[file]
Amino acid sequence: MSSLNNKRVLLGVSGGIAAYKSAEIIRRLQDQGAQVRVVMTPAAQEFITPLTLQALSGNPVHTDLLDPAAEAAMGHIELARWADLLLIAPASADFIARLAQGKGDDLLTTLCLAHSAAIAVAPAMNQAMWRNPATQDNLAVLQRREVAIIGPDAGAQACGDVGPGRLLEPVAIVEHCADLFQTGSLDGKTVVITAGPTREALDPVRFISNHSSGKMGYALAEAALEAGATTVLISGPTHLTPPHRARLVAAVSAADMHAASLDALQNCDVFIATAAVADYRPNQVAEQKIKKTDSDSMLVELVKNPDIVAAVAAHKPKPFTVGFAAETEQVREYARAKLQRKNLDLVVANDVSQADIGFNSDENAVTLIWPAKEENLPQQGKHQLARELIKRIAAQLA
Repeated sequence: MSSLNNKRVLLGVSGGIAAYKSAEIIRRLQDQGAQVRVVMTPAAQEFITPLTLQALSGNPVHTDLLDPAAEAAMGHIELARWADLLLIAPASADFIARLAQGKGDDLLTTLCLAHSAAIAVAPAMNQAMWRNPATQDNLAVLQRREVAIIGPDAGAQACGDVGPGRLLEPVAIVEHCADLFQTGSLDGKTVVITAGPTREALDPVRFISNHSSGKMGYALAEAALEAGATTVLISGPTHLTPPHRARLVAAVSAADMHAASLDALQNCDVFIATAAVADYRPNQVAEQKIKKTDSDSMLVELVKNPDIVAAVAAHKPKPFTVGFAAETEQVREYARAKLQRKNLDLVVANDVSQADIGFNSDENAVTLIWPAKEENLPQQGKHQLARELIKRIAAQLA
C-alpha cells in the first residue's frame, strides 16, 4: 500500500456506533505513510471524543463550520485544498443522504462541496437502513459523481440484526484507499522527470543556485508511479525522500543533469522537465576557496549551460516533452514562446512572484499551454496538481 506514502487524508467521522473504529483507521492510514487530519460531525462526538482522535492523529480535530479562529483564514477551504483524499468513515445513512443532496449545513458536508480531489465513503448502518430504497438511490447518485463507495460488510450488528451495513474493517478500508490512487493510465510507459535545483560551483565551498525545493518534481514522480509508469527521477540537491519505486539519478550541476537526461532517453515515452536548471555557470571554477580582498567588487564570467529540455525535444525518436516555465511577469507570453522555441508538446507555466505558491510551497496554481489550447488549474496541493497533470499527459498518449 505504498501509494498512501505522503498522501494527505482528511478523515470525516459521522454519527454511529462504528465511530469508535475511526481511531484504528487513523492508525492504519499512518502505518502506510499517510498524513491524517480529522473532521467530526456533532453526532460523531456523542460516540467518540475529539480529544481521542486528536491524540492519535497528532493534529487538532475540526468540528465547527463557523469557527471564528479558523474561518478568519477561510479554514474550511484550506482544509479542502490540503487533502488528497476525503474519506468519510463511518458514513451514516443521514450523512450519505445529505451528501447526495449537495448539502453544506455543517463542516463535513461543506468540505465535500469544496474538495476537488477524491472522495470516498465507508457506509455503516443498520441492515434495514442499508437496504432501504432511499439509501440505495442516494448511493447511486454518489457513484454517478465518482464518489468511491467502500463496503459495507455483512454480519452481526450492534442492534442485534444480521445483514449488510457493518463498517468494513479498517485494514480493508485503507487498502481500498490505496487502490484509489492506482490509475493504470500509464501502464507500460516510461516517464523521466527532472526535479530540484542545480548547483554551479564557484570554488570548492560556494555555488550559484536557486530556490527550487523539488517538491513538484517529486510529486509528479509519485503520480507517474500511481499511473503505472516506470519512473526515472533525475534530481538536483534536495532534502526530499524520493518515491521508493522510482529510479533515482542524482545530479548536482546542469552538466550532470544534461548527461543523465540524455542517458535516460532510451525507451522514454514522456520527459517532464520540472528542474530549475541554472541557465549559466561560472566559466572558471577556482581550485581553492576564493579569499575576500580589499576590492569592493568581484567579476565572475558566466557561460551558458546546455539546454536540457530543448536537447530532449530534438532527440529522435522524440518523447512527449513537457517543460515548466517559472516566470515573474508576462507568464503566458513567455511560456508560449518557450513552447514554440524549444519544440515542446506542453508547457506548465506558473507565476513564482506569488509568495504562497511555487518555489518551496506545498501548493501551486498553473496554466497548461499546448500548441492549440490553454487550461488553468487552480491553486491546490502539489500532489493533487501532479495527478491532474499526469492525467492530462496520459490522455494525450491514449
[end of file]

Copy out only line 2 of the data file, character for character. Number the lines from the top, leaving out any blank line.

Repeated sequence: MSSLNNKRVLLGVSGGIAAYKSAEIIRRLQDQGAQVRVVMTPAAQEFITPLTLQALSGNPVHTDLLDPAAEAAMGHIELARWADLLLIAPASADFIARLAQGKGDDLLTTLCLAHSAAIAVAPAMNQAMWRNPATQDNLAVLQRREVAIIGPDAGAQACGDVGPGRLLEPVAIVEHCADLFQTGSLDGKTVVITAGPTREALDPVRFISNHSSGKMGYALAEAALEAGATTVLISGPTHLTPPHRARLVAAVSAADMHAASLDALQNCDVFIATAAVADYRPNQVAEQKIKKTDSDSMLVELVKNPDIVAAVAAHKPKPFTVGFAAETEQVREYARAKLQRKNLDLVVANDVSQADIGFNSDENAVTLIWPAKEENLPQQGKHQLARELIKRIAAQLA